Analytical Blog Post: Gender Roles in India
When looking at the gender norms that are typical in India, we look at traditions that have been culturally significant for some time but also the changes that have been taking place in the last 50 years. As the world evolves, the genders norms that have seen as cemented in Indian culture also evolve. India still does mostly exist as a male dominated culture but there are areas in which this is being transformed. Examples of the male dominated culture is men establishing themselves as the head of the household by simply holding the title of a male, being the breadwinner of the family and having more lucrative higher paying jobs. In the patriarchal Indian culture, simply being a man is enough and has a stronger presence than a woman.
Looking at Indian culture and gender norms we specifically see clear discrimination of women. Women are looked to as a second class citizen next to males and are typically in charge of the household and taking care of the children. This presents an issue because women are not able to represent themselves in areas like politics, the educational system and other roles of power.
Another way in which women are oppressed in Indian culture is within their dress. A study came out in 2014 which had males rate themselves on a “masculinity index” and were then asked questions about their female partner. Part of the study was the fact that 1 in 3 men said that they did not allow their wives to wear the clothing of their choice. Along with this, 66% of men said that they had a greater say over women in their household. Although there has been considerable attempts to take down violence and gender birth preference in India in the past few years, there is still room for redefining policies and views on equality.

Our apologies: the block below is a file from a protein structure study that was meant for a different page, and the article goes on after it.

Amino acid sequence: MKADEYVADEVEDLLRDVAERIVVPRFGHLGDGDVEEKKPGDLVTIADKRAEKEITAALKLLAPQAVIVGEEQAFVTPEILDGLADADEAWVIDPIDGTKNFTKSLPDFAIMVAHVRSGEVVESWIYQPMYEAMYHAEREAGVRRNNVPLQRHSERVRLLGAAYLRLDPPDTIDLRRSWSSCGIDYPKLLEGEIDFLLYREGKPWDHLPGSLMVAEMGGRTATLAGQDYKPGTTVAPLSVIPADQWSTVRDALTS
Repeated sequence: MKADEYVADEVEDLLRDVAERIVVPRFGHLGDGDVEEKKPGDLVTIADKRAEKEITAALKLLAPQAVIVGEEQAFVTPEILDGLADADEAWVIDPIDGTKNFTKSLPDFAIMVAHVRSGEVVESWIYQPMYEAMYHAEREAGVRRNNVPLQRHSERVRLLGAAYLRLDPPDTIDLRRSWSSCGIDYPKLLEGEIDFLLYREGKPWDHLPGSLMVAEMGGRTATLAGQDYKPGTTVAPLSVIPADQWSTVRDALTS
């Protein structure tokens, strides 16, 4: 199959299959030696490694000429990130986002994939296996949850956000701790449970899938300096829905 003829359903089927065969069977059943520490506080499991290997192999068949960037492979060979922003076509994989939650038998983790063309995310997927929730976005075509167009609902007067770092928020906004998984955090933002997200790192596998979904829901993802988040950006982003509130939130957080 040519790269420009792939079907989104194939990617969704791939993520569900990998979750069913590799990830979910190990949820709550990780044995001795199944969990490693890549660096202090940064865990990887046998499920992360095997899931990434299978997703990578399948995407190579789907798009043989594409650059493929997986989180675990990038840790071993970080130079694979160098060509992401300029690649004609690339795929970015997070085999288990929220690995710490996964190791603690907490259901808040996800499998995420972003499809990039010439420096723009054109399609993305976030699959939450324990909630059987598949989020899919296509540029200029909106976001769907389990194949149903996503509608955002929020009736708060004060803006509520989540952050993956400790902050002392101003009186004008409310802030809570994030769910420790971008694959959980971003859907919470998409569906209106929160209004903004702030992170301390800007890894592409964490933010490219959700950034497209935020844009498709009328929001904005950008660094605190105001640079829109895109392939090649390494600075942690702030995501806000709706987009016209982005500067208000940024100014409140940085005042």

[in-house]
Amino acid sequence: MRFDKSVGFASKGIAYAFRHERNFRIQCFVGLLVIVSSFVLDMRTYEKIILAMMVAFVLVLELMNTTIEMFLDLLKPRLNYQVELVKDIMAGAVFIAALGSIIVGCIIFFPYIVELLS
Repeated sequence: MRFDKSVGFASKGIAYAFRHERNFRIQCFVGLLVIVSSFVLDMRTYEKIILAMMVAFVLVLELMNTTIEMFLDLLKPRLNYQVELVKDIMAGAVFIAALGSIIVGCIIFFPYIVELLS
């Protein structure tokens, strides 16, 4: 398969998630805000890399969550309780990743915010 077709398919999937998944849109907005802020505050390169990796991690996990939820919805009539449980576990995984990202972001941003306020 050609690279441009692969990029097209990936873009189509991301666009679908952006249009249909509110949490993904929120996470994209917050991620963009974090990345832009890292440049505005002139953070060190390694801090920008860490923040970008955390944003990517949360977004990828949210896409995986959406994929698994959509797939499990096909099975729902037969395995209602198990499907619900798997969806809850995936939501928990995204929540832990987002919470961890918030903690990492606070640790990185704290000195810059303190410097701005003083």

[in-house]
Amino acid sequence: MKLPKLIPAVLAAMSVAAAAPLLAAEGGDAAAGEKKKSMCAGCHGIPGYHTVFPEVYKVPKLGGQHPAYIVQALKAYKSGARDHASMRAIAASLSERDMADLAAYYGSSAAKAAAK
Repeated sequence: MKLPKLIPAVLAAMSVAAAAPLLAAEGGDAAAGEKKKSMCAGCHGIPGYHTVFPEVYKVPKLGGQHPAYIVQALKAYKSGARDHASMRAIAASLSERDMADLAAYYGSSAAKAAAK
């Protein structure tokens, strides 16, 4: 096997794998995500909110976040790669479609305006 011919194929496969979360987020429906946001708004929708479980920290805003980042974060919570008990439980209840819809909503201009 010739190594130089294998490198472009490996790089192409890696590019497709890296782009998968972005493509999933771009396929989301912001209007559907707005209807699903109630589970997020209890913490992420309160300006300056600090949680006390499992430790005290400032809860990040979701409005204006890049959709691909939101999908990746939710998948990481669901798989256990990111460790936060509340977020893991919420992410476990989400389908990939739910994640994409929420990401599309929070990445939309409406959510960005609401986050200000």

Although we see a very strong male presence in Indian life and family life, in the last 20 years we have seen an emergence of strong powerful women who are embracing a more equal life. Now more than ever, women are able to accept jobs outside of the house to be able to contribute financially for their family. While these opportunities were limited in the past, with technological and educational advancements, there is a bigger need for women in the workforce and a personal need to feel empowered and important.
In looking at gender roles in present day India it is essential to look at the differences between people of middle class and high class. Since India bases many beliefs off the idea of the class system, you are able to see that women of middle to high class lives are able to embrace more opportunities like these professions that are heavily male dominated. Since these harsh gender roles have become so ingrained into Indian Culture, it does appear to be a long fight to achieve and establish equality. There are so many subtle nuances like women’s dress which get labeled as a traditional or cultural piece where in turn it might be a tool of oppression. For equality to flourish in Indian culture policies must be changed and a new sense of empowerment and freedom must be restored to women.
Beedy, K. (n.d.). Gender Roles in India. Retrieved December 30, 2016, from http://www.borgenmagazine.com/gender-roles-india/
Gender Equity Issues in India. (n.d.). Retrieved December 28, 2016, from http://www.fsdinternational.org/country/india/weissues
Hays, J. (2015, June). Families and Gender Roles in India. Retrieved December 28, 2016, from http://factsanddetails.com/india/People_and_Life/sub7_3d/entry-4174.html#chapter-8